Alzheimer’s Disease (AD) represents a fundamental challenge for public health in the 21st century. Current ADtherapies largely focus on symptomatic aspects of the clinical pathology, but they have yet to demonstrate anymajor impact on the disease progression [1]. The most important role of the research aimed at fighting the AD isthe development of neuro-protective agents, able to interfere with the protein aggregation process whose clinicalsignature is represented by the plaques deposition. An important role in AD’s framework could be played byHeat shock proteins (HSPs), highly regulated proteins that mediate the proteins proper folding and promoterecovery of their native conformations lost due to stress [2]. Recently, it was shown that HSP60 mediatestranslocation of Amyloid Precursor Protein (APP) and Amyloid Beta peptide (Aβ) to the mitochondria, leadingto dysfunction of the organelle [3]. In the field of potential therapeutic approaches, curcumin, a non-toxiccomponent of the curry spice turmeric, with anti-inflammatory, antioxidant and anti-aggregation properties, isemerging as a lead-compound for the development of neuro-protective drugs [4]. Here we present our recentfindings on Curcumin and Curcumin-like drugs obtained by a combination of cellular and in-vitro experiments,such as Thioflavine T fluorescence spectroscopy and Small Angle X-ray Scattering [5]. In particular, togetherwith the synthesis of some curcumin-like compounds, we present the results about their effect on a neuronal cellmodel, concerning the cytotoxicity and ability to affect Hsp60 expression, as well as their influence on Aβaggregation, provided by in vitro experiments.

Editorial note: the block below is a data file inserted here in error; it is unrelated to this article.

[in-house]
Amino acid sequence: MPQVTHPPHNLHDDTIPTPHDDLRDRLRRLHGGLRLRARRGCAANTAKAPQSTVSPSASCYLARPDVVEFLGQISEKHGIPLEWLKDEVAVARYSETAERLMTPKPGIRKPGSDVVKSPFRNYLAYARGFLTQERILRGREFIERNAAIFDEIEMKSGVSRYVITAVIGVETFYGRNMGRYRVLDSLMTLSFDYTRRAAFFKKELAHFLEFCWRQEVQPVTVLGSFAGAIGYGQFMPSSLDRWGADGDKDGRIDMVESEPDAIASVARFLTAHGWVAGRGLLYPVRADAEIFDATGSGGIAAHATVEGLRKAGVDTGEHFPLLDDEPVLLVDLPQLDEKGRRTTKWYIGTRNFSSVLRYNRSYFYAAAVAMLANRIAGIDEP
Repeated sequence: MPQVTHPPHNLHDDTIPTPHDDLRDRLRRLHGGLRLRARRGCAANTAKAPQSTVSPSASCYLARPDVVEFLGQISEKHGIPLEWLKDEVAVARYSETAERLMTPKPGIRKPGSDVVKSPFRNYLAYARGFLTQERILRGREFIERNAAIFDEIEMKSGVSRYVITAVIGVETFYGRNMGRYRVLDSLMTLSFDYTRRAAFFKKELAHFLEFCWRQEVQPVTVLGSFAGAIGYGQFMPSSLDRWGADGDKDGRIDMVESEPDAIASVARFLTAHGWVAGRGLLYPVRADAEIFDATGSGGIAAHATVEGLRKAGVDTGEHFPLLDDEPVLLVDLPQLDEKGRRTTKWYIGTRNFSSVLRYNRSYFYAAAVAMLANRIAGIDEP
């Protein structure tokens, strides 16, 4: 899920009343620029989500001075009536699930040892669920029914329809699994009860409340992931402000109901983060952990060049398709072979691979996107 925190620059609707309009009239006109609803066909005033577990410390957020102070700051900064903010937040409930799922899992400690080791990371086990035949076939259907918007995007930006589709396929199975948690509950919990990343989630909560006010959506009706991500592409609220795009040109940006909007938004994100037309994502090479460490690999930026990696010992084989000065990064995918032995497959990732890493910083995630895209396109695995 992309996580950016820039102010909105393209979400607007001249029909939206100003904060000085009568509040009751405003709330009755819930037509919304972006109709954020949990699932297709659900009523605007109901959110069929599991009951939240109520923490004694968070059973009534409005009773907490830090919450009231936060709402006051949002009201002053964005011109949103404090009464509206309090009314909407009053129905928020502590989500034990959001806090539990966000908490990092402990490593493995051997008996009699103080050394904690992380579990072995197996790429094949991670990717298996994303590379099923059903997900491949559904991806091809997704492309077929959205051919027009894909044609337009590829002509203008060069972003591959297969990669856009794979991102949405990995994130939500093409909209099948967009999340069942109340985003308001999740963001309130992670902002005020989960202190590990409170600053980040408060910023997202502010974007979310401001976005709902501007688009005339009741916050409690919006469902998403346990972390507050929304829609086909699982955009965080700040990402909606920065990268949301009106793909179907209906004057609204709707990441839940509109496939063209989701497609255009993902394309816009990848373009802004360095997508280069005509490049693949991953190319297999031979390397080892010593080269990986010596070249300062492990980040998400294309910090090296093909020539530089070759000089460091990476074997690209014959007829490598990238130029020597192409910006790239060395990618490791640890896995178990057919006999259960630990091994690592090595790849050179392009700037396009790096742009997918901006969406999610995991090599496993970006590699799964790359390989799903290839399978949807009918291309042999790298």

Lingua originaleEnglish
Numero di pagine2
Stato di pubblicazionePublished - 2014


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